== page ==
The Minority in Parliament has described the government’s decision to buy aircraft to start the new home-based carrier as not feasible.
The government on Tuesday signed a deal with Boeing of the U.S and De Havilland Aircraft of Canada at the on-going Dubai Air Show to buy three Boeing 787 Dreamliner and six Dash8-400 aircraft respectively to start its national airline.
The Minister of Aviation, Joseph Kofi Adda, who signed the deal on Ghana’s behalf indicated that “there are other processes we have to go through now, with the manufacturers themselves, the government of Ghana, and the approvals that will be required from all the government levels. We have to go through that between now and the end of the year to secure that.”
“There are different ways of procuring aircraft. There’s a leasing arrangement that can go on with the third party paying for the aircraft and then you will pay periodically for the service of the aircraft. There is also the outright purchase which is the other option.”
But speaking to Citi News, Ranking Member on Parliament’s Roads and Transport Committee, Kwame Agbodza said they are not aware of this decision and doubt that the government has enough funds to actually implement the decision.
“I haven’t seen anything in the budget. In fact, the statement made by the Finance Minister recently didn’t suggest that we are about to set up and buy airplanes. We see this as just news in the air but there’s nothing concrete on the grounds. Signing an MOU is normal. There’s nothing wrong if the Ministry of Aviation signs one.”
“As far as we are aware, we doubt if it is feasible for Ghana to bill out one billion dollars to set up an airline and I’m not sure the government has changed their mind to rather set up an airline to be run by the state. I am not aware that that discussion has taken place anywhere. I am rather aware that we are thinking of partnering other people including possibly Ethiopian airlines,” he stated.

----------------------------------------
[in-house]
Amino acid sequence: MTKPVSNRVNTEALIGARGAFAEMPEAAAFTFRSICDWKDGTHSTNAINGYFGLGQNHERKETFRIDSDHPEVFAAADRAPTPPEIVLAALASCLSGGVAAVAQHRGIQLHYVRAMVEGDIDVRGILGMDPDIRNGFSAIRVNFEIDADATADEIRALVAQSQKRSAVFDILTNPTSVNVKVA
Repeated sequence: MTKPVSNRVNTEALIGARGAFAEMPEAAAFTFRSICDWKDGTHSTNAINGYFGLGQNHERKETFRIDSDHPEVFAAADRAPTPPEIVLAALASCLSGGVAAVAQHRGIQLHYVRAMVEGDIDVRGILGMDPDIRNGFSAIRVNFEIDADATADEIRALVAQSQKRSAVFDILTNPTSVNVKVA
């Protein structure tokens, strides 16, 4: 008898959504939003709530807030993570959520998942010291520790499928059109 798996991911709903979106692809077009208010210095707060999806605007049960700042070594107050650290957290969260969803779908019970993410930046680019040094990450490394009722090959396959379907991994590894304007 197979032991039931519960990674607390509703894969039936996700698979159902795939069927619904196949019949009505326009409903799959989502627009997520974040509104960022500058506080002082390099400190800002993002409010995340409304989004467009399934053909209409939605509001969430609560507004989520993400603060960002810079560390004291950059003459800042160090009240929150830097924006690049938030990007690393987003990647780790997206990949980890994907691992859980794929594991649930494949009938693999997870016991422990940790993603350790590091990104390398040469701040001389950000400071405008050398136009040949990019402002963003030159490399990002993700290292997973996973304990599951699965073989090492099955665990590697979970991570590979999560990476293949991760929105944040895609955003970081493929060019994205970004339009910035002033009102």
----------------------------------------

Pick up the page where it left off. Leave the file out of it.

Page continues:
The plan to reestablish a national flag carrier has been in the works for some time now.
The newly signed deal by the Aviation Minister is expected to boost Ghana’s dream of seeing to it that a new national airline hits the skies.
Following the signing of the agreement, issues of financing and others are expected to be finalized which will be presented to Cabinet for approval and then to Parliament.
Ghana has already signed an MOU with the Ethiopian Airlines to partner in the quest to have a national carrier.
National airline included in 2019 Budget
Government had earlier approved the establishment of a home-based airline which will involve the participation of the private sector.
The Finance Minister, Ken Ofori-Atta while presenting the 2019 budget to Parliament last year disclosed plans of a new national airline which was to start operations this year.
This, according to him, will complement the various transport systems currently running in the country to ferry both humans and goods through international and regional routes.